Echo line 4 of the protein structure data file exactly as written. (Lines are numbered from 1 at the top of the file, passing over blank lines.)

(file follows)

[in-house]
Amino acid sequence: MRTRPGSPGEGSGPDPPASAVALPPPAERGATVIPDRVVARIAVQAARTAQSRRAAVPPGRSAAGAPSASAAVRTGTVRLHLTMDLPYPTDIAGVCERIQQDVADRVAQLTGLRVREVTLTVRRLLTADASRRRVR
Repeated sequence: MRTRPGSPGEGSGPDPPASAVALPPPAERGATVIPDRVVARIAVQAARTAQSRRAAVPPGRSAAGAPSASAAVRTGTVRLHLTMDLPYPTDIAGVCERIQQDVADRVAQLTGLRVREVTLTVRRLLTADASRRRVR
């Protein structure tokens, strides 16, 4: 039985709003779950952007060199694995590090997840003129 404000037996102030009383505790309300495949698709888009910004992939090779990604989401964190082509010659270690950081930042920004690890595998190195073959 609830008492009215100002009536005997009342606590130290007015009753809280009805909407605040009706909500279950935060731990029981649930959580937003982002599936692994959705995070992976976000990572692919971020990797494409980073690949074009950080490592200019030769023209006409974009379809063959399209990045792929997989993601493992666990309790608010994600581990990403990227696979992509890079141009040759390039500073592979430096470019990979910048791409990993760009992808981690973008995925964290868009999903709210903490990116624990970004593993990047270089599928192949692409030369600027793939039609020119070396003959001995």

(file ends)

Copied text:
């Protein structure tokens, strides 16, 4: 039985709003779950952007060199694995590090997840003129 404000037996102030009383505790309300495949698709888009910004992939090779990604989401964190082509010659270690950081930042920004690890595998190195073959 609830008492009215100002009536005997009342606590130290007015009753809280009805909407605040009706909500279950935060731990029981649930959580937003982002599936692994959705995070992976976000990572692919971020990797494409980073690949074009950080490592200019030769023209006409974009379809063959399209990045792929997989993601493992666990309790608010994600581990990403990227696979992509890079141009040759390039500073592979430096470019990979910048791409990993760009992808981690973008995925964290868009999903709210903490990116624990970004593993990047270089599928192949692409030369600027793939039609020119070396003959001995």